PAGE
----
Expert pushes for more aggressive smoking ban in China

10:40, March 25, 2011      

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A Chinese expert on Thursday proposed a more aggressive interpretation of the latest tobacco control commitment written into China's newly adopted five-year development plan.

The government promised to thoroughly promote a smoking ban in public areas from 2011 to 2015, according to the 12th Five-year Plan for national economic and social development, approved by the National People's Congress, the top legislature, earlier this month.

"The 'smoking ban' should be seen in three aspects: no smoking seen or smelled inside public venues; no ads, promotions or sponsorships seen or heard in public areas; and no tobacco sold to or by minors," said tobacco control expert Yang Gonghuan at a seminar held in Beijing Thursday.

Yang, who is also the deputy director of the Chinese Center for Disease Control and Prevention (CDC), said that "public venues" should include not only hospitals, schools, work places and public transportation, but also hotels and restaurants.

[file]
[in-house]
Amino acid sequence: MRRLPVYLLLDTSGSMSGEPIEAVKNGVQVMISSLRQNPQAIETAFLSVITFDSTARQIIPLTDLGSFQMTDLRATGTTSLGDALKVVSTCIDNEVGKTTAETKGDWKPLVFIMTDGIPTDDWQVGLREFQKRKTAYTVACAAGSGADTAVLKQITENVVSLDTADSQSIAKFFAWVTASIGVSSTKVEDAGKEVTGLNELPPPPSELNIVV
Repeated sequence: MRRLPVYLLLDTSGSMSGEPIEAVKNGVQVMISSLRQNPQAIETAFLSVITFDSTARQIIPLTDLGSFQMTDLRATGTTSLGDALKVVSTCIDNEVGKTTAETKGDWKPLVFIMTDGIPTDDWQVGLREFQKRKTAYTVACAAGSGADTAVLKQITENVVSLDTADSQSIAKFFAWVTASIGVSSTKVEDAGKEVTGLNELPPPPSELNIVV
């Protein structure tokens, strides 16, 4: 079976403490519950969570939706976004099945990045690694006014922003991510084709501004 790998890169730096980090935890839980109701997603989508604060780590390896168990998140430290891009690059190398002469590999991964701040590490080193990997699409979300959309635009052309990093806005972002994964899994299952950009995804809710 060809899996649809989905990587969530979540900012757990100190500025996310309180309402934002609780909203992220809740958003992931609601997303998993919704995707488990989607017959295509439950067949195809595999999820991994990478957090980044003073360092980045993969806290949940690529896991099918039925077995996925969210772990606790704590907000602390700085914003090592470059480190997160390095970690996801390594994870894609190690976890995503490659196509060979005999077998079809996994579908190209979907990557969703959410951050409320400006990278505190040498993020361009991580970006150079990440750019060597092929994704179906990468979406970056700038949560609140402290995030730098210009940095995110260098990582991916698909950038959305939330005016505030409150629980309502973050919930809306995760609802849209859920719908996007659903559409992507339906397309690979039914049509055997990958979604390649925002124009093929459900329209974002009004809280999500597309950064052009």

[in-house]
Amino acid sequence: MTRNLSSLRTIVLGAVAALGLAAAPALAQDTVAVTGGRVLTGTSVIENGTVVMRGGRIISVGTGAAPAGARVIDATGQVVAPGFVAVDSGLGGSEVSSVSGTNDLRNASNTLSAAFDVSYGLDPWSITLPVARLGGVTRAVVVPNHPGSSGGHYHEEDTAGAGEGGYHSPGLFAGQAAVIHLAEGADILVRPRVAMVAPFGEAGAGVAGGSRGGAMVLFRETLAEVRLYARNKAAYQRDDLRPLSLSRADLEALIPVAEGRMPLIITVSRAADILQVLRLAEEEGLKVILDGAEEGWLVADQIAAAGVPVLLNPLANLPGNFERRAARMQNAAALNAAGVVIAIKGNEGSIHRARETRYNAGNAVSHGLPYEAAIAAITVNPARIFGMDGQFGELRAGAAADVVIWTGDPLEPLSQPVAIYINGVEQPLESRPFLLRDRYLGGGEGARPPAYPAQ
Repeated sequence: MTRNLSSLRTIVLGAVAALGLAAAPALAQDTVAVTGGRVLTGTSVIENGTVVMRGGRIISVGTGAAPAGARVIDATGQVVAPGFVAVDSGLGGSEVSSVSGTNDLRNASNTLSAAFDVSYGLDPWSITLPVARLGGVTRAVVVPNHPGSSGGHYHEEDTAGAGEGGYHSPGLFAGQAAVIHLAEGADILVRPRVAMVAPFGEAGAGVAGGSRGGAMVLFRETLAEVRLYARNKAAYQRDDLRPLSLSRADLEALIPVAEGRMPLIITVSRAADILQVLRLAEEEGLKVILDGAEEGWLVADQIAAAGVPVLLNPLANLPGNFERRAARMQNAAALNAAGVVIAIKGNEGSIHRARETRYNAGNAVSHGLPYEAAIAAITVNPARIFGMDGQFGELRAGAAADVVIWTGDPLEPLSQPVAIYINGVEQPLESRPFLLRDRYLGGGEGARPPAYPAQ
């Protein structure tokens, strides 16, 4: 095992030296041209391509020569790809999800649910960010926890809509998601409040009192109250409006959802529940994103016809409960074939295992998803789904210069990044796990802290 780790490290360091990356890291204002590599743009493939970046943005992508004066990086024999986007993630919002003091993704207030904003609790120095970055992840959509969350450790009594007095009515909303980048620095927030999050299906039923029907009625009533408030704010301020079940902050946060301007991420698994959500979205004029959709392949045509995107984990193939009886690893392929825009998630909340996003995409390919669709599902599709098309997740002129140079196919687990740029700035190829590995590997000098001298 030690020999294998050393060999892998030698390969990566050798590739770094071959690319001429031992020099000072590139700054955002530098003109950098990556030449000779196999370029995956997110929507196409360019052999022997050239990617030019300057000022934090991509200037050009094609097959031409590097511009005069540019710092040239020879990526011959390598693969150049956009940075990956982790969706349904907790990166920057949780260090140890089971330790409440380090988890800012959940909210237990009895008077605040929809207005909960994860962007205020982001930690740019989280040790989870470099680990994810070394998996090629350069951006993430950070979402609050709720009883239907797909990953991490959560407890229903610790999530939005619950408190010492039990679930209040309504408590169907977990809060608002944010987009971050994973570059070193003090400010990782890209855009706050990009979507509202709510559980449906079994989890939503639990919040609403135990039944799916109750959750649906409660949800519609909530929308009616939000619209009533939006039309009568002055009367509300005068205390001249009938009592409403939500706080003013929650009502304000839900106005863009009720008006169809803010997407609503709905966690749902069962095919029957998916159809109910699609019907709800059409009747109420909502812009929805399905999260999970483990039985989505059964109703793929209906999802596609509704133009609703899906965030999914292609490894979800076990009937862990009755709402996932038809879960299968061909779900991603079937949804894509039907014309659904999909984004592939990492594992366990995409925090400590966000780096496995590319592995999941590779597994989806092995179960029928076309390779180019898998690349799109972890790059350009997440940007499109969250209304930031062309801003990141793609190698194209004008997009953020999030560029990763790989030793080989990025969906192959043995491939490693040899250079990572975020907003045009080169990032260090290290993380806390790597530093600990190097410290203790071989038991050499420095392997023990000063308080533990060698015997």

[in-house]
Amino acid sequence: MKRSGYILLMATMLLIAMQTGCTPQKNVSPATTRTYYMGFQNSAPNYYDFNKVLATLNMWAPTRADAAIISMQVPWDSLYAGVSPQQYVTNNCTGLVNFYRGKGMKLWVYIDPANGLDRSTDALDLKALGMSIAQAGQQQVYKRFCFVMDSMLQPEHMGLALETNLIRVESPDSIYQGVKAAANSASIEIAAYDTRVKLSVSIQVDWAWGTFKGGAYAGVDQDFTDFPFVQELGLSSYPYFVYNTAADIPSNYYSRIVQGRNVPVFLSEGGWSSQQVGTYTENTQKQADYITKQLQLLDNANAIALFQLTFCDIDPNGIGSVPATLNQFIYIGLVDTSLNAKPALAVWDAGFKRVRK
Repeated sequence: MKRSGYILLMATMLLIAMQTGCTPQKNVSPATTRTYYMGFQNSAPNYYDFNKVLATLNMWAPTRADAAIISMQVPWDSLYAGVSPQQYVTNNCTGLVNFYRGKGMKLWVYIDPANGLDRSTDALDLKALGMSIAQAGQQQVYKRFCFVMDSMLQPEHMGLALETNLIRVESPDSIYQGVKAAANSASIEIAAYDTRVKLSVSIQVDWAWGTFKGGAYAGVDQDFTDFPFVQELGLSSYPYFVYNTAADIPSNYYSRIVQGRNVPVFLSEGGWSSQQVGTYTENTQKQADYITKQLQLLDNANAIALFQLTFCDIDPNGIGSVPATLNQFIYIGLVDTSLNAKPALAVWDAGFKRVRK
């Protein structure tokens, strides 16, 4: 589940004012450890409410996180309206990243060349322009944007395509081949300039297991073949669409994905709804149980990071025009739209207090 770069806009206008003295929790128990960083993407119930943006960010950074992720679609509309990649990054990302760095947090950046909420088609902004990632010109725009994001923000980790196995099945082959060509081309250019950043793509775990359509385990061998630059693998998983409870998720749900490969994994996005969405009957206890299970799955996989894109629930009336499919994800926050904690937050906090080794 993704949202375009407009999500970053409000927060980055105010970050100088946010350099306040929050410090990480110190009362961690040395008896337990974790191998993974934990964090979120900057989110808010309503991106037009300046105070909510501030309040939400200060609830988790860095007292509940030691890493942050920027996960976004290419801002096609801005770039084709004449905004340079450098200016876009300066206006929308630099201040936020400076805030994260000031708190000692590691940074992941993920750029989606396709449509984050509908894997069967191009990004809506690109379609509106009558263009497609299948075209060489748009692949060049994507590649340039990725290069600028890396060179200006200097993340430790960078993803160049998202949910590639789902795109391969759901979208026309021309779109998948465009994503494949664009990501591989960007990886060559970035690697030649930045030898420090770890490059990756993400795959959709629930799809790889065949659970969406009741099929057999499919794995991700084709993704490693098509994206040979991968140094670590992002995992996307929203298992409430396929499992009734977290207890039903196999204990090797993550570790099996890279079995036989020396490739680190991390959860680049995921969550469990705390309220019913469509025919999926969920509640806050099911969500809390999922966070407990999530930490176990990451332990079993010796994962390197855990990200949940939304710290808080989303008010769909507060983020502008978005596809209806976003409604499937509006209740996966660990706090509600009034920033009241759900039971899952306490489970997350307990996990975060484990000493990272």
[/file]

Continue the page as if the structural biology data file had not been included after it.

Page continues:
She further stressed that efforts should be made to improve legislation and effectively enforce laws, conduct tobacco control operations, establish safeguarding measures and establish an independent assessment mechanism.

China has no national law on smoking ban in public places, though less than 50 percent of cities have similar bylaws which are often not well implemented, Jin Dapeng, a national political advisor and former head of the Beijing Municipal Bureau of Health, said earlier this month.

One safeguarding measure provided by the Five-year Plan is the separation of administrative powers and commercial entities in special industries like the railway and salt, Yang said, adding that such a rule should be applicable to the tobacco sector.

She also said that tobacco control "is of key importance" and "one of the most cost-effective strategies" in achieving the goal of extending the average life expectancy of Chinese people to 74.5 from 73.5 in the next five years.

A total 301 million Chinese, or 28 percent of the population, smoke cigarettes and 740 million people, including 182 million children, were exposed to second-hand smoke in 2010, according to the report "Tobacco Control and China's Future," released in January by the Chinese CDC.

Smoking killed 1.2 million people in China in 2005, and the number of deaths was expected to reach more than three million in 2030, said the report.

Ministry of Health said Tuesday that the revised regulations on health management in public places, which will take effect on May 1, would ban smoking in enclosed public locations.

The regulations also stipulate that business owners of public places should set up conspicuous non-smoking signs, carry out educational activities to warn people of the danger of smoking, and dispatch personnel to dissuade smokers.

Source: Xinhua
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